The inspirational life of Beamish’s visionary founder Dr Frank Atkinson CBE has been celebrated at the museum.
Friends, family and visitors gathered in St Helen’s Church, in our Georgian Landscape, in honour of “The Man Who Made Beamish”, who died, aged 90, on 30th December 2014.
Heartfelt tributes and inspiring stories and memories were shared by speakers including Beamish’s Director Richard Evans, Chairman Councillor Carl Marshall, Friends of Beamish including Chairman John Grundy, and some of the museum’s first staff and volunteers.
Richard spoke of Frank’s great knowledge, passion, determination and vision, pledging to “ensure his legacy is passed on to future generations”.
John described Frank as “a very great man”, paying tribute to his unique foresight in preserving the region’s industrial heritage.
Coun Marshall said: “The Beamish we all love would simply not exist without Frank’s amazing vision.”
Jim Rees, Beamish’s Assistant Director Development, referenced the tribute to Sir Christopher Wren in St Paul’s Cathedral, saying: “If you seek his memorial, look about you. That’s what I would say about Frank.”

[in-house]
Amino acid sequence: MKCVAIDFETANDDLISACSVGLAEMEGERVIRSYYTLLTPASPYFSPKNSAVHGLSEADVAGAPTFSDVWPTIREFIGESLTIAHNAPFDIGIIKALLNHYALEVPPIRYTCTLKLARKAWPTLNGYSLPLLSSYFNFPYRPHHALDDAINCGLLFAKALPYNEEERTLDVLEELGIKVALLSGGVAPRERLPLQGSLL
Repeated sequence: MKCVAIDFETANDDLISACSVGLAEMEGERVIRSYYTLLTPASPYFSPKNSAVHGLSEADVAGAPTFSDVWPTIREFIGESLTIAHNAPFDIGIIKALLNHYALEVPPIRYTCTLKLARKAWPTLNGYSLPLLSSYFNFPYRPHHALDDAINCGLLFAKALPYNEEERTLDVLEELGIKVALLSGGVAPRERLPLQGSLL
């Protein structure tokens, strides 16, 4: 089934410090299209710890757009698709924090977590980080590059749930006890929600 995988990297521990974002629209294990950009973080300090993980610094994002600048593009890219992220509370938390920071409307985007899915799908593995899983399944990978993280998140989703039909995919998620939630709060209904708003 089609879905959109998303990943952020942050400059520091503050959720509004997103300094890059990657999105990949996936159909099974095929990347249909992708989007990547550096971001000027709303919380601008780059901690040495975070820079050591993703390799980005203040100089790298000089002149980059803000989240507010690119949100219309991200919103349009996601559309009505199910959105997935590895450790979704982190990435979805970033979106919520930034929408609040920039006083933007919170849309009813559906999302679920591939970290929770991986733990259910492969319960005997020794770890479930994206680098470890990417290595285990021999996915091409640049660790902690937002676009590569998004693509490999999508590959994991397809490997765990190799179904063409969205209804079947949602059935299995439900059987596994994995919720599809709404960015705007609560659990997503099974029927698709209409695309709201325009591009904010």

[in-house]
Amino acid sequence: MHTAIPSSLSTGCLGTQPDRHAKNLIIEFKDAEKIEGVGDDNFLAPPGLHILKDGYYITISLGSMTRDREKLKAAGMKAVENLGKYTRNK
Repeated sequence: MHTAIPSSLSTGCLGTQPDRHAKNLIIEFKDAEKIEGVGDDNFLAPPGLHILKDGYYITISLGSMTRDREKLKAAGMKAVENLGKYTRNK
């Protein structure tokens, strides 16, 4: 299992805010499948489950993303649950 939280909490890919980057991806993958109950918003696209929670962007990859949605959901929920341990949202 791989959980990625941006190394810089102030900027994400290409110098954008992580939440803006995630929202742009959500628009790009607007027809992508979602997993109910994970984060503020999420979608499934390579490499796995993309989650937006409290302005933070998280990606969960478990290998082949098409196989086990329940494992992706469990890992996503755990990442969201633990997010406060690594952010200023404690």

The celebration, on Saturday, 9th May, also featured music and dance, and The Lambton Worm and Ilkley Moor Baht ’at were sung.
The medieval St Helen’s Church was a fitting location for the celebration. The church was moved to Beamish from Eston, Teesside, after being saved from demolition, and is still a work in progress, symbolic of Frank’s continually evolving museum.
Frank’s vision for a North East open air museum began in the 1950s. He took up his post as Director of Beamish in August 1970 and an introductory exhibition opened a year later. Frank retired in 1987 – the year Beamish was named European Museum of the Year – but he remained close to the museum he founded.
Frank was married to Joan, and had three sons Guy, Mark and Neil, and five grandchildren.